Setting Up An Invoicing System
|Setting up an invoicing system|
If your business is involved in the selling of either products or service in a non retail manner, then you will of course need to work out a method of billing the customer to ensure you get paid. This is also a matter of law if you and they (the customer) are VAT registered, so you need to set up an invoicing system which follows the legal requirements.
It isn’t rocket science, but you do need a clear idea of pricing, VAT, when and how you expect to be paid, and what measures you will take to ensure that this happens.
Invoices need to include:
• Clear notice that it is an invoice
• The date of issue
• Full company name and contact details, plus an invoice / reference number
• The total amount payable, clearly showing the VAT
• A proper description of the goods or services which are charged on the invoice, including date provided
• The date by which payment must be made
• The full company name and contact details of the invoice recipient
If you are limited, then you are required to include
• The company name / registration number and address details as it appears on your certificate of incorporation.
If you are a sole trader, you need to include
• The traders name or the trading business name
• Address details for correspondence / legal documents
Payment terms or not officially prescribed, so you can create your own, including prepayment discount or pro forma payment. Unless otherwise agreed by you, payment will be due within 30 days of the customer receiving your invoice.
You can charge interest on late payment if you choose. It is wise to remember here that doing so will no doubt have a bearing of future business relationships, especially if your customer genuinely has cash flow issues which will be resolved. The rate is set at the Bank of England base rate on 31st December for the period from 1st January to 30th June, and on the base rate in force on June 30th for the period from 1st July to 31st December. You can calculate the interest payable on overdue bills by taking the relevant reference rate and adding 8 per cent. If you prefer, you can set a contractual rate either above or below this; therefore the statutory rate will not apply.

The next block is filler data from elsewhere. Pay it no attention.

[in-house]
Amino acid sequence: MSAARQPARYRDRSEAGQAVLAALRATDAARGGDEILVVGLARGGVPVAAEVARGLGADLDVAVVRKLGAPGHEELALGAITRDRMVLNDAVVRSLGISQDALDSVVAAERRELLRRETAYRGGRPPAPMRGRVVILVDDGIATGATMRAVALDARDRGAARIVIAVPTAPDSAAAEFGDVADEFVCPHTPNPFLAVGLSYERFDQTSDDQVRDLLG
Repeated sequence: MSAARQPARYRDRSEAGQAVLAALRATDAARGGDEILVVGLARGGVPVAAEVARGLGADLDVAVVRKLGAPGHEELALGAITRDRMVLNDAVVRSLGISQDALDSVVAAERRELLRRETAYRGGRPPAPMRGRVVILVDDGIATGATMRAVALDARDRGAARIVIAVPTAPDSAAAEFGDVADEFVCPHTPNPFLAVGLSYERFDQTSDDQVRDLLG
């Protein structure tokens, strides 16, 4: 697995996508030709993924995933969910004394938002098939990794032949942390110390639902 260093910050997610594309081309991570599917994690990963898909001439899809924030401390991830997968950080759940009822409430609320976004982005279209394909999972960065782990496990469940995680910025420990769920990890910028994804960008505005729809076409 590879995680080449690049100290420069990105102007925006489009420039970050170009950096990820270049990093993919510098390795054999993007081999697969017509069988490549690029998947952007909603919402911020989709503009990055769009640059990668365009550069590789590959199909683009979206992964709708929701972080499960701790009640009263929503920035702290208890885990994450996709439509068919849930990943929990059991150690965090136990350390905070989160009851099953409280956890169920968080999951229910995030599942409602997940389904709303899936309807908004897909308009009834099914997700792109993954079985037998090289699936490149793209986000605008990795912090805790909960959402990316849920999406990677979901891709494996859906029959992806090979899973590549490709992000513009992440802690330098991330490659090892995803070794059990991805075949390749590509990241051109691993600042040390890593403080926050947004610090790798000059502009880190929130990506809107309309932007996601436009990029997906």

Claiming costs on late payments is also a possibility, although again it is worth bearing in mind that this method can be rather aggressive and not very conducive to good customer relations. There are set legislated conditions on charging these costs which are:
• £40 on debts on up to £999.99
• £70 on debts of up to £9,999.99 and
• £100 on debts of over £10,000
These occur when a customer who has paid by card asks their bank or credit card company to reverse a payment, and can happen if goods or services are not provided as agreed, the item is not as described, or any fraudulent use of the card has been made (except when a PIN has been provided). This can happen up to 120 days after the transaction.
Recovering funds can be a simple procedure, but in the current climate getting your customers to pay on time can be a difficult process. There are a host of methods to try to get your clients to pay on time, but unfortunately it is a fact that some customers simply always pay late. You do have certain rights under current legislation to use your discretion in charging interest and costs in late payment, but there are other ways of managing the situation and trying to prevent problems arising to start with.
Most companies start with a simple process:
• Telephone reminder
• Postal / email written reminder
• Overdue reminders
• Debt collection recovery
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